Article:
Peter Marcus, The Colorado Statesmen | Posted: December 14, 2012
State lawmakers on Thursday outlined an extensive legislative agenda related to energy for the upcoming session that begins on Jan. 9. The legislature is likely to address establishing a renewable thermal standard, incentivizing so-called “green” construction and capturing methane gas, increasing the value for diseased trees to be used as fuel, accelerating the use of alternative fuels for state fleets, and establishing a clean energy commercial building program.
Sen. Gail Schwartz, D-Snowmass Village, and Rep. Max Tyler, D-Lakewood, unveiled their ambitious agenda at a Denver Metro Chamber of Commerce panel discussion at IHS’ global headquarters in Englewood. IHS is an information company that includes energy consulting.
“I have two years left,” Schwartz told The Colorado Statesman following the meeting. “And also, now that we have both chambers, I think instead of watching legislation come out of the House that was simply trying to dismantle our goals in the state that we had put in place with the New Energy Economy, I think we can move forward and broaden those conversations to a broader proposal of clean energy, and that does include a whole spectrum of resources.”
Democrats took back control of the House and retained the Senate following the November election, offering an opportunity for them to push an agenda that focuses on renewable energy and cutting fossil fuels. Much of that work started under former Democratic Gov. Bill Ritter’s administration, who coined the term New Energy Economy. But Schwartz and Tyler say there is more to be done.
The legislators are shooting for a renewable thermal standard of 1.5 percent, which the lawmakers hope can be accomplished through a “small, modest” fee on natural gas customers. The fee would be about 1 cent per therm, and would be modeled similar to the electric side, which includes a 2 percent renewable energy fee on all electric customers.
The renewables fee has helped the state to nearly reach its goal of requiring utilities to get 30 percent of their electricity from renewable sources by 2020. Tyler and Schwartz sponsored the legislation in 2010 that raised the standard from 20 percent. The following year, Republicans attempted to lower the standard, but their attempt failed.
Colorado voters in 2004 backed Amendment 37, which imposed a 10 percent renewable standard on all utilities. In 2007, the legislature raised it to 20 percent.
Schwartz believes Coloradans want a separate renewable thermal standard, or RTS. It would integrate thermal technologies, including solar thermal, geothermal and biomass into public policy.
“It is a very, very modest fee on that. And so the question is, if you look at the surveys that are done in the state of Colorado, and over 70 percent of the people in this state support renewable energy generation, and this simply is alignment with that,” explained Schwartz.
“If you look at your electric bill, it’s not the 2 percent that’s expensive,” she continued. “What we’re paying is for the utility infrastructure, and all of those costs for the resources are totally on the backs of the customers.”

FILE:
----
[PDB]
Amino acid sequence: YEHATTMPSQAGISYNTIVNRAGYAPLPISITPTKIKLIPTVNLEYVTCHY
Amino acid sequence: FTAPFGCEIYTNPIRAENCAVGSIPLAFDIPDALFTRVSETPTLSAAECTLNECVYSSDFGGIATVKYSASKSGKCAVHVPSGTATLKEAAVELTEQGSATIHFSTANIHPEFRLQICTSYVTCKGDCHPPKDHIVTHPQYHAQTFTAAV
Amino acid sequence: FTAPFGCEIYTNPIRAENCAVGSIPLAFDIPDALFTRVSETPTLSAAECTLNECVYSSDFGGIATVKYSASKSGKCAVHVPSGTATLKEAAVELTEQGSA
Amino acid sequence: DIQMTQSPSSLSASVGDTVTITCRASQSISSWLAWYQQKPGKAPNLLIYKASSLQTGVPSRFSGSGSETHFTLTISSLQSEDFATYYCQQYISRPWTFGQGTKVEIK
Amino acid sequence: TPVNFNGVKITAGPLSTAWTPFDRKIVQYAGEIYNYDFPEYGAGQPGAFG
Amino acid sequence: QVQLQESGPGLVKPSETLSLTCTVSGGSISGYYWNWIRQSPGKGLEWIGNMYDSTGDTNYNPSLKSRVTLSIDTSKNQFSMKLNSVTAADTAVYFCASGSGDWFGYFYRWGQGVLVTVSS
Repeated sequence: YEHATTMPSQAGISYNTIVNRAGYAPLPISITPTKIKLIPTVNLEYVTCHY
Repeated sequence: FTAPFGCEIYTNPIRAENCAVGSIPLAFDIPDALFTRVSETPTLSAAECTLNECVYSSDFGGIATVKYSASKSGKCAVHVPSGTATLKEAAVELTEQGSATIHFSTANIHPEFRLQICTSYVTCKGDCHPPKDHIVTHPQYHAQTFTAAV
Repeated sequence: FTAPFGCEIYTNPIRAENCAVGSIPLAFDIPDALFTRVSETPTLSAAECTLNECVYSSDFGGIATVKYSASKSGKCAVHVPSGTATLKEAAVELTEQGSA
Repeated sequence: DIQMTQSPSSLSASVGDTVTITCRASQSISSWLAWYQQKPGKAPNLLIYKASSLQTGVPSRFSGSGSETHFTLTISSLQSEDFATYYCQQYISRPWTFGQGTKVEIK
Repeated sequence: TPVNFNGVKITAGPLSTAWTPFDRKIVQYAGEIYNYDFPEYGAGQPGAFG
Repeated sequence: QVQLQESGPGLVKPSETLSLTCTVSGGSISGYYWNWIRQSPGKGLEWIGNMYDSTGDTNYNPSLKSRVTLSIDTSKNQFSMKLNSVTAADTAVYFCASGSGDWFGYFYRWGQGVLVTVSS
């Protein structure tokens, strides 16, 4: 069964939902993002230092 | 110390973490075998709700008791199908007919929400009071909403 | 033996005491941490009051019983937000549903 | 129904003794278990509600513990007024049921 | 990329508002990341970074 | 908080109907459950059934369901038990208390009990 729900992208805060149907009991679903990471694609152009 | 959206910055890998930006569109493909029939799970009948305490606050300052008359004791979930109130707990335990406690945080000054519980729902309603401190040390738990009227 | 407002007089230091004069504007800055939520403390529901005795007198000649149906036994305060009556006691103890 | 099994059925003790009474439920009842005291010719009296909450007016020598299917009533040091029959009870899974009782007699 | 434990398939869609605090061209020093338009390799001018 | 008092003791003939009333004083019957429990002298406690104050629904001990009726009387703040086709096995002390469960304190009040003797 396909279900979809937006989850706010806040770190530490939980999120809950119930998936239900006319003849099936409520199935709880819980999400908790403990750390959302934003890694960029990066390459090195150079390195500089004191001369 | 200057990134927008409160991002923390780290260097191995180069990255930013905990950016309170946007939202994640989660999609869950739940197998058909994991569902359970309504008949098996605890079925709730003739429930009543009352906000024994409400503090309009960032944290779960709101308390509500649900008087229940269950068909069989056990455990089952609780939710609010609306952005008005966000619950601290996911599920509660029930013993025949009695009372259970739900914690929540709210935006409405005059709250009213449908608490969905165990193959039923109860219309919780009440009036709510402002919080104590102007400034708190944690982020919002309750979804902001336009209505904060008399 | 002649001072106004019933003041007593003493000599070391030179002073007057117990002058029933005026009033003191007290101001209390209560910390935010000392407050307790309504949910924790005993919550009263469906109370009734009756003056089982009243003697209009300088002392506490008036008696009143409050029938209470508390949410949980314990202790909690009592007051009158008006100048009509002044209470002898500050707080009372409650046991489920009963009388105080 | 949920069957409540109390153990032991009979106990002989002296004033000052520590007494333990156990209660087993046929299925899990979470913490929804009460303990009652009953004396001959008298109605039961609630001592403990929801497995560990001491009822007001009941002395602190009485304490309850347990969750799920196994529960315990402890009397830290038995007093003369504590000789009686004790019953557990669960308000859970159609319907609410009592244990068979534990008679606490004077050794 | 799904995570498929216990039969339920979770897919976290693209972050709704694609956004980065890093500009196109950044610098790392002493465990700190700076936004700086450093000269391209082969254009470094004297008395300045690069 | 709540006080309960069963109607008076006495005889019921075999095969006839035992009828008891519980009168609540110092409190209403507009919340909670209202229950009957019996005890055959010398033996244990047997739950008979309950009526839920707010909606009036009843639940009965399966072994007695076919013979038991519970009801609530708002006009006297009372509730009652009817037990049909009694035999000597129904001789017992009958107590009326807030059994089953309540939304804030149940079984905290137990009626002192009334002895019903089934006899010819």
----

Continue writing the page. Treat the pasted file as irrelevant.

Sen. Greg Brophy, R-Wray, who also sat on the panel hosted by the Chamber of Commerce, did not seem too intrigued by the proposal. Brophy said he is more focused on the economy than climate change.
“I guess I’m a little more concerned that there are fiscal challenges than I am about carbon dioxide production in the United States,” Brophy told the audience.
He appeared to have the support of Tom Clark, chief executive of the Metro Denver Economic Development Corporation, an affiliate of the Denver Metro Chamber of Commerce. Clark questioned the impact of climate change to begin with, suggesting that it may not be as dire as some make it out to be.
“It’s a challenge for us because of these precipitous jumps in CO2 levels in the atmosphere — I’m not sure what they’re going to do to us long term — but obviously they’re up significantly,” said Clark.
But Tyler said the impact of climate change is not debatable: “I have a little disagreement with my friend Tom over here when he says maybe CO2 is going to be a problem… CO2 is going to be a serious problem.”
Rep. Ray Scott, R-Grand Junction, who also sat on the panel, cautioned against any extreme positions on climate change and reducing fossil fuel exploration.
“What I find interesting is that we’ve become kind of an extreme on every level,” said Scott. “We have to be extreme solar, extreme wind, extreme oil, extreme gas. But all we seem to be doing is clouding the issue, and we’re not really getting anything accomplished.”
Tracee Bentley, Gov. John Hickenlooper’s associate director for policy and legislation at the Colorado Energy Office, said the state is taking an all-of-the-above approach to energy policy.
“When it comes to renewable energy… we shouldn’t say we have enough renewable energy, we’re done there. That just doesn’t make sense,” said Bentley.
Schwartz said she is still working out the details of many of her other energy proposals, but they include:
• Incentives for eco-friendly architecture by 2030, noting that the so-called “built environment” consumes 60 percent of energy;
• Addressing the state’s forest health by helping create value for small diameter and diseased trees in order to expand biomass as fuel;
• Expanding and defining alternative fuels for state fleets;
• Incentivizing the capture of methane from coal mining; and
• Establishing a commercial property assessed clean energy, or PACE, financing for energy efficiency retrofits and renewable energy.